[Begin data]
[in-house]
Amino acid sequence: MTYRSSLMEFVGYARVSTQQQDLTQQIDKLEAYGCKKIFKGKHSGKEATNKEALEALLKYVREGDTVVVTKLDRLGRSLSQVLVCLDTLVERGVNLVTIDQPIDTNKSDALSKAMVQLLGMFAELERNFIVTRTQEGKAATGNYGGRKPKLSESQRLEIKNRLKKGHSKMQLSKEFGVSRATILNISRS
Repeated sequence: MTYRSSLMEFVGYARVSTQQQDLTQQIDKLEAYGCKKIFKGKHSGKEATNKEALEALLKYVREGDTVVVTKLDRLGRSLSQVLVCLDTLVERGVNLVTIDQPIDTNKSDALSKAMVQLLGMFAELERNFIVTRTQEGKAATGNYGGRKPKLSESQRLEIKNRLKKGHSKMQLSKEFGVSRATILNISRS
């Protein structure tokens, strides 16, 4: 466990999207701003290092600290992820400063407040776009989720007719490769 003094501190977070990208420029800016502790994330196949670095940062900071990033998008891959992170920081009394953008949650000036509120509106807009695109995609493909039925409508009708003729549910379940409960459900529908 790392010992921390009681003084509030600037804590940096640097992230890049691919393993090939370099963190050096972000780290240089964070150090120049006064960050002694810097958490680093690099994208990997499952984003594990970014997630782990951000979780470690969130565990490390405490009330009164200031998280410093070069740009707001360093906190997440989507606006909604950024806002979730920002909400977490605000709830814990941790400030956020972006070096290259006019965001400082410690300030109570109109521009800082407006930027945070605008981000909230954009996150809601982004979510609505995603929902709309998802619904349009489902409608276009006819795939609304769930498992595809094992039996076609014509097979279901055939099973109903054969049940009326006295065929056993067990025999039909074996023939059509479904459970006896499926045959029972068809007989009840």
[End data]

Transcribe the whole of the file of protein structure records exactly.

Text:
[in-house]
Amino acid sequence: MTYRSSLMEFVGYARVSTQQQDLTQQIDKLEAYGCKKIFKGKHSGKEATNKEALEALLKYVREGDTVVVTKLDRLGRSLSQVLVCLDTLVERGVNLVTIDQPIDTNKSDALSKAMVQLLGMFAELERNFIVTRTQEGKAATGNYGGRKPKLSESQRLEIKNRLKKGHSKMQLSKEFGVSRATILNISRS
Repeated sequence: MTYRSSLMEFVGYARVSTQQQDLTQQIDKLEAYGCKKIFKGKHSGKEATNKEALEALLKYVREGDTVVVTKLDRLGRSLSQVLVCLDTLVERGVNLVTIDQPIDTNKSDALSKAMVQLLGMFAELERNFIVTRTQEGKAATGNYGGRKPKLSESQRLEIKNRLKKGHSKMQLSKEFGVSRATILNISRS
């Protein structure tokens, strides 16, 4: 466990999207701003290092600290992820400063407040776009989720007719490769 003094501190977070990208420029800016502790994330196949670095940062900071990033998008891959992170920081009394953008949650000036509120509106807009695109995609493909039925409508009708003729549910379940409960459900529908 790392010992921390009681003084509030600037804590940096640097992230890049691919393993090939370099963190050096972000780290240089964070150090120049006064960050002694810097958490680093690099994208990997499952984003594990970014997630782990951000979780470690969130565990490390405490009330009164200031998280410093070069740009707001360093906190997440989507606006909604950024806002979730920002909400977490605000709830814990941790400030956020972006070096290259006019965001400082410690300030109570109109521009800082407006930027945070605008981000909230954009996150809601982004979510609505995603929902709309998802619904349009489902409608276009006819795939609304769930498992595809094992039996076609014509097979279901055939099973109903054969049940009326006295065929056993067990025999039909074996023939059509479904459970006896499926045959029972068809007989009840």